August 7, 2020


The Manuscript Migration Lab is an interdisciplinary hub where scholars and students investigate the complex lives and afterlives of the rare books and manuscripts held by the David M. Rubenstein Rare Book and Manuscript Library at Duke University.

Repeatedly bought, sold, appropriated, lost, found, discovered, and exchanged, the journey of even a single rare book charts a course through a sea of historical, technological, and political change. Manuscripts are caught up within cycles of possession and dispossession wrought by imperialism, nation-building, and war. Market systems conceal the ways that precious cultural artifacts are circulated and acquired. Paleographical, philological, and codicological conventions employ vocabulary and classification systems drawn from colonial and neo-colonial global arrangements, reifying Orientalizing assumptions about who owns what, where, and why.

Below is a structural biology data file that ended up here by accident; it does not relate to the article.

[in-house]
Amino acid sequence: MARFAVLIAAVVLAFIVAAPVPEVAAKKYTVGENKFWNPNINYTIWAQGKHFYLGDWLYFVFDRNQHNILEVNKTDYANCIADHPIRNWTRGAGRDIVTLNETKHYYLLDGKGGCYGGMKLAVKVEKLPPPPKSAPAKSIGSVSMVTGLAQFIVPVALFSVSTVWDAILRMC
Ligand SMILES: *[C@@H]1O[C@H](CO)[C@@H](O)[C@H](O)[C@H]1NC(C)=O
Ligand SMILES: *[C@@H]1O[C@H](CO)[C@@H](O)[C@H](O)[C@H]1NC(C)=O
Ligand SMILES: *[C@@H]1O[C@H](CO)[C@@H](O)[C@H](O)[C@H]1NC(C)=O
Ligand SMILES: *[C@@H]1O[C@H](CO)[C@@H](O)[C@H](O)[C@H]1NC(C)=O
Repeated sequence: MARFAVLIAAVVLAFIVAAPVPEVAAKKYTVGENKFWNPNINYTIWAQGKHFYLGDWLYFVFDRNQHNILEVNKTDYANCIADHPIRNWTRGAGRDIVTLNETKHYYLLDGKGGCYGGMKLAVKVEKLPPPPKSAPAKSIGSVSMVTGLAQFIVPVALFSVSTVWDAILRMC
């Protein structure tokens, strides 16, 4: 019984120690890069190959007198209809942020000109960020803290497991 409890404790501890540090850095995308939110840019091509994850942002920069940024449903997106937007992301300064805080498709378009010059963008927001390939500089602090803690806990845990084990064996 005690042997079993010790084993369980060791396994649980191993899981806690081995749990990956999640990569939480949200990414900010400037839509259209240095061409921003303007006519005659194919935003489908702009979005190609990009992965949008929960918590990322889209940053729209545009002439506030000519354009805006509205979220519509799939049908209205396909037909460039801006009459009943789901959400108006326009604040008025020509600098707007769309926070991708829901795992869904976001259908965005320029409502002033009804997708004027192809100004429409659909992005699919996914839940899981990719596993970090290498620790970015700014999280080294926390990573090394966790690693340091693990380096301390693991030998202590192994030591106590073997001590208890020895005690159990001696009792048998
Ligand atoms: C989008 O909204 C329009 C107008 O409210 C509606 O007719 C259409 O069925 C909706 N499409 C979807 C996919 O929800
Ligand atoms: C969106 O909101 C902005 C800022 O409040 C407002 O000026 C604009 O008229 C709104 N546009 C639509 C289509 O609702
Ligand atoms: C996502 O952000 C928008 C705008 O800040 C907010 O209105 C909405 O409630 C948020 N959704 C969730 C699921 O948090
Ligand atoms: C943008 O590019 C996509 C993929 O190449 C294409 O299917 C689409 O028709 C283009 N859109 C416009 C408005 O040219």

The Lab works to resist these cloaking mechanisms, confronting the ethical, cultural, and historical dilemmas raised by modern collecting habits. As an extension of the Rubenstein’s mission of “knowledge in service to society,” Lab directors and affiliates are committed to increasing transparency, communicating our findings widely, and enhancing the democratic processes that inform how we define, articulate, and describe our shared pasts.

The lab is administered and funded by the Franklin Humanities Institute, with support from the Office of Global Affairs’ Mellon Global Studies Endowment.